It was all about character. After two weeks of debating the character of the modern footballer, the nature of this Irish display proved that it's not all bad.
Four of the men in white shirts required painkilling injections to see them through. Keane took one before the game. Given damaged his groin in the early stages and needed a half-time boost. ('At last, a true groin injury,' joked Trapattoni afterwards. Take note Darron Gibson).
The terrier-like Stephen Hunt, who harassed the well-regarded Macedonian left-back Goran Popov, took a jab "in his arse" at the break. Darren O'Dea was another who required a boost beforehand, and he was walking wounded afterwards. Glenn Whelan was on the receiving end of special treatment early in the week.
Trapattoni hailed their commitment and Keane indicated afterwards that the group who have been involved in this successful mission should all be rewarded for their dedication.
"It's important for the lads who are here to show that they should be here and that they have a right to be here," he declared. "The next squad, they should be in."
The message has clearly struck a chord with Trapattoni, who was speaking in similar terms on the afternoon after the night before.
"Now, we give priority to those who played well and achieved the results in Carling Nations Cup and Macedonia," he said, with a look to the future.
"I don't forget also (Darron) Gibson or (Marc) Wilson but obviously they have to deserve their place."
In other words, they may have to wait for some other people to suffer injuries before they are given an opportunity to get back in the good books.
That would be a popular sentiment amongst the hardcore of Irish followers who ventured to the former Yugoslav republic.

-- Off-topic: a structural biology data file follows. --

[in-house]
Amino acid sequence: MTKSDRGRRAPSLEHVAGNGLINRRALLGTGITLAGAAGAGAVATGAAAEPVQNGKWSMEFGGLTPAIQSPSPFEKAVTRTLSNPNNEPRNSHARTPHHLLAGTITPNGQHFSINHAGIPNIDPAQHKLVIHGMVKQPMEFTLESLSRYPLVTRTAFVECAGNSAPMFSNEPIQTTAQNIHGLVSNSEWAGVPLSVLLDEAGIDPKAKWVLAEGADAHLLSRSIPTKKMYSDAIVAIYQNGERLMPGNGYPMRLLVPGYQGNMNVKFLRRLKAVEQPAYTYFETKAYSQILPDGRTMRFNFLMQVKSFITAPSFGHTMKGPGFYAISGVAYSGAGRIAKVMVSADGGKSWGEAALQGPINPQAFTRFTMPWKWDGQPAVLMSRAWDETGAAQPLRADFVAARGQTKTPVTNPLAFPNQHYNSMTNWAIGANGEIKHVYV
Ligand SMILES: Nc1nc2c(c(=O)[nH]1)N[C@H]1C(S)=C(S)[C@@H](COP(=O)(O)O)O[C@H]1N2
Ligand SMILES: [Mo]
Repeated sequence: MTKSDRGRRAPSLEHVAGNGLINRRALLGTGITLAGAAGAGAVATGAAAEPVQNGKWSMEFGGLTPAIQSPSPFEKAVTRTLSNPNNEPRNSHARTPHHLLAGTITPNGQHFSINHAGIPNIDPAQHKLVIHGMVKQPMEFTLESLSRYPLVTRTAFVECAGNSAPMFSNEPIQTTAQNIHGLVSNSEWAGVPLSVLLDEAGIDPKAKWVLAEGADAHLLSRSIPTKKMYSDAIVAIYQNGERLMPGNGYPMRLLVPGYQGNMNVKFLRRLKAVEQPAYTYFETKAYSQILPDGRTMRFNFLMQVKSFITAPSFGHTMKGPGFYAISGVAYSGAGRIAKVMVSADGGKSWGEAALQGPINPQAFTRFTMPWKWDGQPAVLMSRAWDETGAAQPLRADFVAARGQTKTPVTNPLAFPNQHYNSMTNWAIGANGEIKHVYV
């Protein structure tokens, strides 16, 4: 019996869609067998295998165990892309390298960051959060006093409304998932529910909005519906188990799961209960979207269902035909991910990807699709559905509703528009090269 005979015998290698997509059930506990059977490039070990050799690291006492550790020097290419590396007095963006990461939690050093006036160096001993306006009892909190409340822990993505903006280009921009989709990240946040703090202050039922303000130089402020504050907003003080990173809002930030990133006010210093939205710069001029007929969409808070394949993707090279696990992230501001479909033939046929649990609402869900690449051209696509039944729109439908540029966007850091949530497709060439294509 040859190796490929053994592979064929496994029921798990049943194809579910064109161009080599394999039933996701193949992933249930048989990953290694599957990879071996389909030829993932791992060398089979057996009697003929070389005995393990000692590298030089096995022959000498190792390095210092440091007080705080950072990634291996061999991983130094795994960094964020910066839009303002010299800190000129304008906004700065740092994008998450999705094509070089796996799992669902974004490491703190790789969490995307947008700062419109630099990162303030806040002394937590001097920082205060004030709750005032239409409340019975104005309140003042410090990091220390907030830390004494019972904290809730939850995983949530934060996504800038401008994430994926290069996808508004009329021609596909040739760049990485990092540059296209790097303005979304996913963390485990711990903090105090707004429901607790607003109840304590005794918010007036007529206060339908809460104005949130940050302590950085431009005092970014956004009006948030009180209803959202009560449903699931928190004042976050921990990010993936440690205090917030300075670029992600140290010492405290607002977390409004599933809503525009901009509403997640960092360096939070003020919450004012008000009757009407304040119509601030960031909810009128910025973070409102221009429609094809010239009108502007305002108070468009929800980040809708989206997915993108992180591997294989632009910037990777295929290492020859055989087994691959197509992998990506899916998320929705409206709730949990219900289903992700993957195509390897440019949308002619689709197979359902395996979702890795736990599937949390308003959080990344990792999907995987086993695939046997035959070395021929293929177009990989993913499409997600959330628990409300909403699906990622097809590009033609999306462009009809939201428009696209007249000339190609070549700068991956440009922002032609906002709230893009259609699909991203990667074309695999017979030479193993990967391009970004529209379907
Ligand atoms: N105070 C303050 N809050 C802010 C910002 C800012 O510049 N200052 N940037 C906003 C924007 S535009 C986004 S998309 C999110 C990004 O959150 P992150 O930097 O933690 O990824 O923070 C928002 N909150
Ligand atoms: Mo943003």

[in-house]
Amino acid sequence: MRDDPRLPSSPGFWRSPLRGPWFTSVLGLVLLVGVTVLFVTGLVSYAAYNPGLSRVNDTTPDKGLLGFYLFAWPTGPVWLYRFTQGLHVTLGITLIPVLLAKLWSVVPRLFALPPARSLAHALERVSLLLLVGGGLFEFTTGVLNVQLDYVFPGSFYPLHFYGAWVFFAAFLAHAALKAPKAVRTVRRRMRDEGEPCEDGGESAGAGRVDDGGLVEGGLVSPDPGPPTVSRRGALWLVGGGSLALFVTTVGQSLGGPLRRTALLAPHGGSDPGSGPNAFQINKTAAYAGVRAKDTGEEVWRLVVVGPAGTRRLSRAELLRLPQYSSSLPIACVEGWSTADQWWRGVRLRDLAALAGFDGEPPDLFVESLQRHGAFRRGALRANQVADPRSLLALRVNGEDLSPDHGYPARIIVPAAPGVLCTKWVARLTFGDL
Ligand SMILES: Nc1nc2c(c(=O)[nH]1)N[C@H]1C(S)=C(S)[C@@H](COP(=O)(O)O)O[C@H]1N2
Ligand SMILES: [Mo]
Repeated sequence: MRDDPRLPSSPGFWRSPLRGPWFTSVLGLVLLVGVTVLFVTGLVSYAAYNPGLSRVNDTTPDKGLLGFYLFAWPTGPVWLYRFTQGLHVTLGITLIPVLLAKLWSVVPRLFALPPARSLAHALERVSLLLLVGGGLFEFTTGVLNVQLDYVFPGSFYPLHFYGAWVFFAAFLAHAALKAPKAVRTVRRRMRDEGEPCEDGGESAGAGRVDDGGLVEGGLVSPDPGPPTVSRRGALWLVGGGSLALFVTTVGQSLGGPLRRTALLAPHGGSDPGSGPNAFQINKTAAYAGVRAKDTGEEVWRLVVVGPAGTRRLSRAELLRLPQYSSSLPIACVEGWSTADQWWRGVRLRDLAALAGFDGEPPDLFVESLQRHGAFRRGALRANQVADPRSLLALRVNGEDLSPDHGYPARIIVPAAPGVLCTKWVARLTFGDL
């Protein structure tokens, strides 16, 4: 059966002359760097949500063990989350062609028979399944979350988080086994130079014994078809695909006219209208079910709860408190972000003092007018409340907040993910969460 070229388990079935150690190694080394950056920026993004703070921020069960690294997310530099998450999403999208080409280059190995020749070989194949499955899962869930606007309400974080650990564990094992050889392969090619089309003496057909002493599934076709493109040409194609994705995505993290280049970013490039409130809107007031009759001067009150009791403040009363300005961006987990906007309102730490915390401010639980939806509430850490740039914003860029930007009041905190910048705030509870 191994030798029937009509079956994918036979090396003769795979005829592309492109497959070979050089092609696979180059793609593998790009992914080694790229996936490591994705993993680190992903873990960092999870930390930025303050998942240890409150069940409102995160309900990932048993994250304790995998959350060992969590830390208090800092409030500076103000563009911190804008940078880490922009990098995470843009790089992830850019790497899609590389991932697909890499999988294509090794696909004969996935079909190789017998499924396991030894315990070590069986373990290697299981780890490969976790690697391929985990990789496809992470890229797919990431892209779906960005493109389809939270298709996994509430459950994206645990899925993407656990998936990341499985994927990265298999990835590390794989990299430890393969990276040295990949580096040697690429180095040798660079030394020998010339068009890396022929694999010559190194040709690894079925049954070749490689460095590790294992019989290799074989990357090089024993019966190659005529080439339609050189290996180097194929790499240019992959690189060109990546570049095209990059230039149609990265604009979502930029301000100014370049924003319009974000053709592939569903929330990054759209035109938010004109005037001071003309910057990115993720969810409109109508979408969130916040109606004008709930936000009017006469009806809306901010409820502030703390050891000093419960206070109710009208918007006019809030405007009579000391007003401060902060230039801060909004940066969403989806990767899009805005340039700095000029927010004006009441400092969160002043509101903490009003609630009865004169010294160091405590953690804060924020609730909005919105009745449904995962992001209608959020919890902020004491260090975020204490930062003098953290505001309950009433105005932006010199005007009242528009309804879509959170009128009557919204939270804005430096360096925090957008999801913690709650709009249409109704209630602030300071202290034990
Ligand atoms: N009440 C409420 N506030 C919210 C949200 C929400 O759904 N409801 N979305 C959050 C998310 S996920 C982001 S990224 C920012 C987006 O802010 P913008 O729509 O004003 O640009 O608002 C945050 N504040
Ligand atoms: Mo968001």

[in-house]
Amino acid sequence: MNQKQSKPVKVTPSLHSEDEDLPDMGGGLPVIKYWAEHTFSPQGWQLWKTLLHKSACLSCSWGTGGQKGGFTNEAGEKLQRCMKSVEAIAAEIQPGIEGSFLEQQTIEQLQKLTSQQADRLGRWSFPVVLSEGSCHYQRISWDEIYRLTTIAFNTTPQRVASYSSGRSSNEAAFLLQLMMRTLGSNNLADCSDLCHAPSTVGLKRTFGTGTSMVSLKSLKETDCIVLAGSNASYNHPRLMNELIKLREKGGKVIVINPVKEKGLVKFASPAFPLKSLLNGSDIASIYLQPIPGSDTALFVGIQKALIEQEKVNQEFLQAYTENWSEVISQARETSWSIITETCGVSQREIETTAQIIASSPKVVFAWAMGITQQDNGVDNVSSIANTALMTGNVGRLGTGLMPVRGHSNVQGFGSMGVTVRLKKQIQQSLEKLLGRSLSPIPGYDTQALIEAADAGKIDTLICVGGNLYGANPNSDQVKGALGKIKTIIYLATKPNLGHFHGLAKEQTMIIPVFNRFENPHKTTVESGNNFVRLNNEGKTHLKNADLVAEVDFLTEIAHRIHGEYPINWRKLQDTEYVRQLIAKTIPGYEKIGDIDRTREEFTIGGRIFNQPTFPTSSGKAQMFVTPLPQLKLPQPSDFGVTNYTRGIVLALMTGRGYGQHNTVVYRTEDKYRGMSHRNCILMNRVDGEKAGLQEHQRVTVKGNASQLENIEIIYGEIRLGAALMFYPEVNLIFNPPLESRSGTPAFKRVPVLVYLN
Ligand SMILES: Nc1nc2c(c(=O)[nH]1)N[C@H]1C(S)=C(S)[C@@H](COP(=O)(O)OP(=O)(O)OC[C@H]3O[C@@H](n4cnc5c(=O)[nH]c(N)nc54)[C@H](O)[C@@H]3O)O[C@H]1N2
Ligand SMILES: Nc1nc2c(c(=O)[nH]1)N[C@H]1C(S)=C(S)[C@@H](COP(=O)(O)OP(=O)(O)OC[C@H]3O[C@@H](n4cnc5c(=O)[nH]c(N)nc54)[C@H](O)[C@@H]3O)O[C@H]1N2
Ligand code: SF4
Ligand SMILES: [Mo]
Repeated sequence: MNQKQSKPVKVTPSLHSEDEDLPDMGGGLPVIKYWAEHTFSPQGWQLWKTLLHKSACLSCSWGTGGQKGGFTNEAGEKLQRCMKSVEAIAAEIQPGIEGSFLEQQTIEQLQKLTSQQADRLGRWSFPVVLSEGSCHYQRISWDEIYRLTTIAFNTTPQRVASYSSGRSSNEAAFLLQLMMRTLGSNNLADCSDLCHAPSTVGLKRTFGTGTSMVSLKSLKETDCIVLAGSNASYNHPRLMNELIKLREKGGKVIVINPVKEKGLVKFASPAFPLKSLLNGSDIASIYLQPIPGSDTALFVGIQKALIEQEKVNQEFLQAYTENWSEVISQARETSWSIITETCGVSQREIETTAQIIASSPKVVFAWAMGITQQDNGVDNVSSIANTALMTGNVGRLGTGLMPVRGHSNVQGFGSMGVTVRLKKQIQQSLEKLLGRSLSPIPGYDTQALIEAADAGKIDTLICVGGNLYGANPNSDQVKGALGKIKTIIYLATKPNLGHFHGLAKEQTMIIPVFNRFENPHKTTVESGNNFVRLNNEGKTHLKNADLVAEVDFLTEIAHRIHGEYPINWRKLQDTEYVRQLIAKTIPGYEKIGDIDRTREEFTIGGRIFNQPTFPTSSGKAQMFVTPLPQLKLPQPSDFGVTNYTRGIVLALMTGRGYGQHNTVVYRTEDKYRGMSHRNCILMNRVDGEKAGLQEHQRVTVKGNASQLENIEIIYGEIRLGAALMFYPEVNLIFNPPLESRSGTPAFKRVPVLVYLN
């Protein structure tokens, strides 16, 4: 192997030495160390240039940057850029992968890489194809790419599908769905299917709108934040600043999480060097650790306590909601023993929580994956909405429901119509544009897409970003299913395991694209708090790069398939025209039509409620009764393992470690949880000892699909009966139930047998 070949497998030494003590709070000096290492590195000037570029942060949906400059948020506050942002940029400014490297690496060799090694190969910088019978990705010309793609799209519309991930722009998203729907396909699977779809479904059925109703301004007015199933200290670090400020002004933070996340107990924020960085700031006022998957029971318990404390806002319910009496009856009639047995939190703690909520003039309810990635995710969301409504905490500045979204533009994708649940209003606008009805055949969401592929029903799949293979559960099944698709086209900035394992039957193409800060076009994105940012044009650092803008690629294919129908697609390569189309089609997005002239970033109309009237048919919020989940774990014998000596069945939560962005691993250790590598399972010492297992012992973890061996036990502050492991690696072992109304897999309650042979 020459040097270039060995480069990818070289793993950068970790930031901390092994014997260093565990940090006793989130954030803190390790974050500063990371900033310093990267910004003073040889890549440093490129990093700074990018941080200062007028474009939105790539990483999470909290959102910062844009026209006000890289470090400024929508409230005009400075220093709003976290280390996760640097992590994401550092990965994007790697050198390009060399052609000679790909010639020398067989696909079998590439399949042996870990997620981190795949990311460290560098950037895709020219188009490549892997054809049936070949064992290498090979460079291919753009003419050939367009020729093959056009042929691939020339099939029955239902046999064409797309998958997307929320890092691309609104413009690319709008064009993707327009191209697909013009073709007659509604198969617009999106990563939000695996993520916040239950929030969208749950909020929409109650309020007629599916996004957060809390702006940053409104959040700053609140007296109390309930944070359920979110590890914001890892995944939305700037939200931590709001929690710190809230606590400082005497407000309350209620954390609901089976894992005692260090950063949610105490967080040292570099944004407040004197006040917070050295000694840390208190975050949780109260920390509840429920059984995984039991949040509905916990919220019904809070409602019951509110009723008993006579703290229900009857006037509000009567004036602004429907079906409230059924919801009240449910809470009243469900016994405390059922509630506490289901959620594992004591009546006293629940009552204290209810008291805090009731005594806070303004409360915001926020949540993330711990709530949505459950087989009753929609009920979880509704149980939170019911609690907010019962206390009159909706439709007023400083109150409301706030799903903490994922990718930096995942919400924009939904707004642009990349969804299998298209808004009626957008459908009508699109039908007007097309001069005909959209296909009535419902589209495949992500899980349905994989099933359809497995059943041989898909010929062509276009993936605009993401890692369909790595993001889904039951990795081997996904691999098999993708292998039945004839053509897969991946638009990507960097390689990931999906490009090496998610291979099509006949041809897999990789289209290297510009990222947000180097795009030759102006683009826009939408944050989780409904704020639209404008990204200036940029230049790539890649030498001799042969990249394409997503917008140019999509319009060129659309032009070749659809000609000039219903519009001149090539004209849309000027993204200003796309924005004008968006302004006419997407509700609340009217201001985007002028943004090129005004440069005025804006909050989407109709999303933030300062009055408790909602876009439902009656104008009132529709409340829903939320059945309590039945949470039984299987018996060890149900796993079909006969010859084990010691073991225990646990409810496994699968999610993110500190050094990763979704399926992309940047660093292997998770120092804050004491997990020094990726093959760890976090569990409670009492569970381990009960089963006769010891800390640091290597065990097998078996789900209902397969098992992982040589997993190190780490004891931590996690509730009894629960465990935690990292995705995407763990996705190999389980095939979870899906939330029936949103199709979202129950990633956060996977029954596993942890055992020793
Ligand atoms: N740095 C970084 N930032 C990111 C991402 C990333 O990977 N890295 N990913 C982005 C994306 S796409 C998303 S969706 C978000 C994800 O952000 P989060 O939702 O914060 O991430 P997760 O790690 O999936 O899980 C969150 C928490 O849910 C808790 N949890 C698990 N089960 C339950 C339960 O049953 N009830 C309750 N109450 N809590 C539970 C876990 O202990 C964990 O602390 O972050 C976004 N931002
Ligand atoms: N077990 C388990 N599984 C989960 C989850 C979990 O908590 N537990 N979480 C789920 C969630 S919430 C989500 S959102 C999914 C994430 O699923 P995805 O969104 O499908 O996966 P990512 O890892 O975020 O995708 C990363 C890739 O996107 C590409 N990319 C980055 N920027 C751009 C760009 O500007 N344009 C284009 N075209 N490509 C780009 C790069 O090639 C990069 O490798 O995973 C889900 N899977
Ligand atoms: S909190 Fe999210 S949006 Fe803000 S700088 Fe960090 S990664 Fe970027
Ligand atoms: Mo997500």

Of course, the mood could have changed quickly. If Saturday had ended in ignominy, the blame for the depleted squad would have been spread around.
Now, those who stayed away could live to regret it.
The old reliables proved their worth. Trapattoni, like many others, is puzzled as to why Given is a reserve with Manchester City and confirmed that he is trying to orchestrate a move to Italy or another country for the Donegal man, although he acknowledged there were many other factors to take into consideration.
Keane was magnificent, making his own luck for both goals by taking up the right positions.
"He will find a new club," declared his delighted manager.
What next? Tomorrow's friendly with Italy will be an exercise for the fringe players, ostensibly an opportunity for those who spent the business end of last week in a tracksuit.
It will be the last window for any real form of experimentation until the Euro 2012 campaign is over. The August friendly will be a quickfire meeting and, surely, Trapattoni will be looking towards finding the right formula for September.
Saturday has ensured that the sicknotes will struggle to force their way into that equation.